But if the episcopal establishment has no authority in the word of God for the ordination of their clergy, and it is clear they have not the least, then where do they get their authority from?

Clearly not from God; but from the world — from the State — indeed it is the world. And to call it the church is to use words calculated to deceive. It is the world divided into parishes, over which a clergyman is ordained. Is this the church of God? Compare it with the church of God as found in the scriptures; and compare its ministry with the sovereign guidance of the Holy Ghost. I ask, is there any safety in such a system of the world, unfairly called the church? Oh, is there any wonder that its members are going so fast to Rome, having never known the presence of the Holy Ghost? and never allowed Christ to give, and the Spirit to use, His gifts, as He will? But having adopted the Diotrephes ministry, as handed down from Rome, there is no remedy, there is no hope, but to withdraw yourselves from that form of godliness without the power.

The clerical order has been, from its first development, the greatest lever of Satan for evil in Christendom. Oh, my brethren in Christ, come out of her. Let us return to the Lord. It is yet true that wherever two or three are gathered together in His name, there He is present. We can testify to the truth of this promise. We have been now, some of us, gathered together in His blessed name some thirty, some forty, and some, more years; and, blessed be the name of the Lord, we have found His presence more than all the ordained ministry in the world. He is enough, the mind and heart to fill. Ebenezer, Hallelujah. Oh how we long that you should share the deep joy of His presence with us. We assure you one hour in His dear presence makes more than up for all the misrepresentations heaped upon us.

If you return to the truth of the scriptures no doubt you will suffer persecution, but no pen can tell the blessedness, and deliverance, and deep enjoyment, of communion with Christ that is the portion of every child of God gathered together truly to Christ, in His precious name.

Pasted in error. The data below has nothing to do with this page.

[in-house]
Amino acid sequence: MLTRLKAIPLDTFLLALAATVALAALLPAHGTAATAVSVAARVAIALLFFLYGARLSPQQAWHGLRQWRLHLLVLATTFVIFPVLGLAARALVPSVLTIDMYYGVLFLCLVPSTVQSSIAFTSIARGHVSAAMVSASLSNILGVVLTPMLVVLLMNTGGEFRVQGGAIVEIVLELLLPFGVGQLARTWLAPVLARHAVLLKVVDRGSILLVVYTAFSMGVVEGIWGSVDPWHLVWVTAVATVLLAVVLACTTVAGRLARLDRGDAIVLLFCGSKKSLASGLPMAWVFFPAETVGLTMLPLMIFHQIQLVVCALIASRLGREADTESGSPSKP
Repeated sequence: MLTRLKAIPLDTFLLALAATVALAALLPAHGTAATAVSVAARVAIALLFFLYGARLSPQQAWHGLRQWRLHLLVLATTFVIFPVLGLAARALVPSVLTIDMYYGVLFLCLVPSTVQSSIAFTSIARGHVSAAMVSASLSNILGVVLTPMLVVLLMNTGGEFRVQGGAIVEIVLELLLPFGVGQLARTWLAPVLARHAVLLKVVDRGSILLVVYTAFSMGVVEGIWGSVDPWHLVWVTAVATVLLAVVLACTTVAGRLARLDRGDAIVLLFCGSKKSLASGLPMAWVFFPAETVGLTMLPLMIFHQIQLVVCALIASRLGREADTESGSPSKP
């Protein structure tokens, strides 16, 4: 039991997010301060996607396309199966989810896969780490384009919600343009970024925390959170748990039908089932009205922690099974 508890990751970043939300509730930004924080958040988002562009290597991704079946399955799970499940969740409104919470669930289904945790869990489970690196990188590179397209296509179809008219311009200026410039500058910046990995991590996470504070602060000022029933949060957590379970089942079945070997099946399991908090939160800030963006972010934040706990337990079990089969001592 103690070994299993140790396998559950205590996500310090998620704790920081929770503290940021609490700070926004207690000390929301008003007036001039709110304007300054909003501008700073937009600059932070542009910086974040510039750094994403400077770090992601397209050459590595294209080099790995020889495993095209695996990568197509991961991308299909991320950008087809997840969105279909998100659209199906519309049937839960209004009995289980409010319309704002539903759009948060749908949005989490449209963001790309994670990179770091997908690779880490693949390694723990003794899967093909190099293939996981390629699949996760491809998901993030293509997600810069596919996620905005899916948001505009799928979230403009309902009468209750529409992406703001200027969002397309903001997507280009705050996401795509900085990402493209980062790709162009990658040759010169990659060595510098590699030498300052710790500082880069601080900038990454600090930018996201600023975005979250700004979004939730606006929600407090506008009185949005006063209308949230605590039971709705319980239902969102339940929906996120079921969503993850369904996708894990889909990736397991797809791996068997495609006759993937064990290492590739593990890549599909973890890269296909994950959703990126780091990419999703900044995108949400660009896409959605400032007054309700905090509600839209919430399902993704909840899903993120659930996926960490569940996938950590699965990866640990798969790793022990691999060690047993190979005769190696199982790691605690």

Do you think it is a light matter to refuse the gifts of Christ and the guidance of the Spirit in the assembly; and to set up in its place an ordained man — be that man who he may? Can you thus grieve and quench the Spirit, and not suffer in soul? Impossible.

Oh, fellow Christians, awake, awake, to these solemn truths. Search the scriptures. Will you? Will you obey them? Do you own their authority? God give you decision and purpose of heart. I write to you thus in the love of Christ. I long for your deliverance, and am not ignorant or Satan’s devices to keep you where you are. I write strongly, but there is power in truth to the children of God.

Just think, if all the believers in your town were gathered together in the name of the Lord Jesus, truly owning Him as Lord, and all filled with the Holy Ghost, all of one mind and soul, each having one object — the glory of Christ — no clerical hindrance to the gifts of Christ, the Spirit using all the gifts in divine power, sectarianism not received — abhorred; tell me now, what would be the effect on the world of all this? The gifts are so rejected and disallowed, that we can form no idea how many are laid aside now. I heard of one minister in Ireland saying lately, he had found forty evangelists in what he called his church! All these had been dormant. Oh, can you conceive anything so dreadful, so hindering, as this ordained ministry received from Rome?

One question more, Is it not said that Timothy was ordained the first bishop of the church of the Ephesians?

Certainly not in scripture, but in a note which has been added to the end of 2 Timothy. It is impossible that this could be true. It would not only have entirely set aside the order of God; but when the apostles sent for the elders (Acts 20), there is not the slightest allusion to such a person as the bishop of Ephesus; and there must have been, had such been the case.

Well, but he might have been after this time?

Then he could not have been the first, for the elders are called bishops as we have seen. It was evidently another name for the office of elder. We must conclude then, the more we search the scriptures, the more evident it becomes that the whole pretensions of episcopacy have no foundation in the word of God.

Only once more. Is it not true, that the episcopacy is found in the most early church history?